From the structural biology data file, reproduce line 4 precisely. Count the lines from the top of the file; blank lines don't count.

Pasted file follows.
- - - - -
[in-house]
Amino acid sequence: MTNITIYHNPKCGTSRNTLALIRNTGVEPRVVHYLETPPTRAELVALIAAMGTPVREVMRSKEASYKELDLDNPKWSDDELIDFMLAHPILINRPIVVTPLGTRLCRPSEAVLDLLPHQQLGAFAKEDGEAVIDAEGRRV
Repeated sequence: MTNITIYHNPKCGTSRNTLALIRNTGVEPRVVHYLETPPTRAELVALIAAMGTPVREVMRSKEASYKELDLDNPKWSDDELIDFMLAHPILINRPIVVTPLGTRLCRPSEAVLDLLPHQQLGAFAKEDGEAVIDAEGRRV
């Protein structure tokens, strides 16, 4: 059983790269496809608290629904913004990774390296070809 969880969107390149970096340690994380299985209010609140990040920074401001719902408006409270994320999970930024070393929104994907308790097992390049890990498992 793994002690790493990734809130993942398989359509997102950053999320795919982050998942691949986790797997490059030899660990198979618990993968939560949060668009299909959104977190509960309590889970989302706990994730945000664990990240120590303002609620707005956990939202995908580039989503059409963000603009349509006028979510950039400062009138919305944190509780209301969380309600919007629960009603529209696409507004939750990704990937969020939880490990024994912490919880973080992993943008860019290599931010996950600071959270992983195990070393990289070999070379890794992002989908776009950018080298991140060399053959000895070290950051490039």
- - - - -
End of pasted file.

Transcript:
């Protein structure tokens, strides 16, 4: 059983790269496809608290629904913004990774390296070809 969880969107390149970096340690994380299985209010609140990040920074401001719902408006409270994320999970930024070393929104994907308790097992390049890990498992 793994002690790493990734809130993942398989359509997102950053999320795919982050998942691949986790797997490059030899660990198979618990993968939560949060668009299909959104977190509960309590889970989302706990994730945000664990990240120590303002609620707005956990939202995908580039989503059409963000603009349509006028979510950039400062009138919305944190509780209301969380309600919007629960009603529209696409507004939750990704990937969020939880490990024994912490919880973080992993943008860019290599931010996950600071959270992983195990070393990289070999070379890794992002989908776009950018080298991140060399053959000895070290950051490039």